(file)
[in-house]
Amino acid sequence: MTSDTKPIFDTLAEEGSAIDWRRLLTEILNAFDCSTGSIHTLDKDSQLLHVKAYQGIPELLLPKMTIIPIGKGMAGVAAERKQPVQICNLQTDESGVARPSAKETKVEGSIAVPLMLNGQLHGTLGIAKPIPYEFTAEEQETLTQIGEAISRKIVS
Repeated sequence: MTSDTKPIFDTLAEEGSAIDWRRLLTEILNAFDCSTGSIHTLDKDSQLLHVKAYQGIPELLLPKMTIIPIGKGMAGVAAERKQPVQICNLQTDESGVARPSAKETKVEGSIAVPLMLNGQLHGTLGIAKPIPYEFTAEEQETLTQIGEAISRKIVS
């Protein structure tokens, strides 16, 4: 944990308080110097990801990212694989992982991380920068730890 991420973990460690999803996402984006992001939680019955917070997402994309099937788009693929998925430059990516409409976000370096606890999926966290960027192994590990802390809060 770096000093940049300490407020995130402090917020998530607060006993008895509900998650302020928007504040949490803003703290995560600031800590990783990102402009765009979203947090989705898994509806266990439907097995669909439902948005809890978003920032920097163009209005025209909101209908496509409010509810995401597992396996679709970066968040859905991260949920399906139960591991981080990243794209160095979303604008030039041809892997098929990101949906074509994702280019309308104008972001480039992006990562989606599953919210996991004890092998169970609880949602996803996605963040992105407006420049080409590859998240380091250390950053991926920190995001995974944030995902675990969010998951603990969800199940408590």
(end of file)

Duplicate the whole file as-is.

[in-house]
Amino acid sequence: MTSDTKPIFDTLAEEGSAIDWRRLLTEILNAFDCSTGSIHTLDKDSQLLHVKAYQGIPELLLPKMTIIPIGKGMAGVAAERKQPVQICNLQTDESGVARPSAKETKVEGSIAVPLMLNGQLHGTLGIAKPIPYEFTAEEQETLTQIGEAISRKIVS
Repeated sequence: MTSDTKPIFDTLAEEGSAIDWRRLLTEILNAFDCSTGSIHTLDKDSQLLHVKAYQGIPELLLPKMTIIPIGKGMAGVAAERKQPVQICNLQTDESGVARPSAKETKVEGSIAVPLMLNGQLHGTLGIAKPIPYEFTAEEQETLTQIGEAISRKIVS
């Protein structure tokens, strides 16, 4: 944990308080110097990801990212694989992982991380920068730890 991420973990460690999803996402984006992001939680019955917070997402994309099937788009693929998925430059990516409409976000370096606890999926966290960027192994590990802390809060 770096000093940049300490407020995130402090917020998530607060006993008895509900998650302020928007504040949490803003703290995560600031800590990783990102402009765009979203947090989705898994509806266990439907097995669909439902948005809890978003920032920097163009209005025209909101209908496509409010509810995401597992396996679709970066968040859905991260949920399906139960591991981080990243794209160095979303604008030039041809892997098929990101949906074509994702280019309308104008972001480039992006990562989606599953919210996991004890092998169970609880949602996803996605963040992105407006420049080409590859998240380091250390950053991926920190995001995974944030995902675990969010998951603990969800199940408590």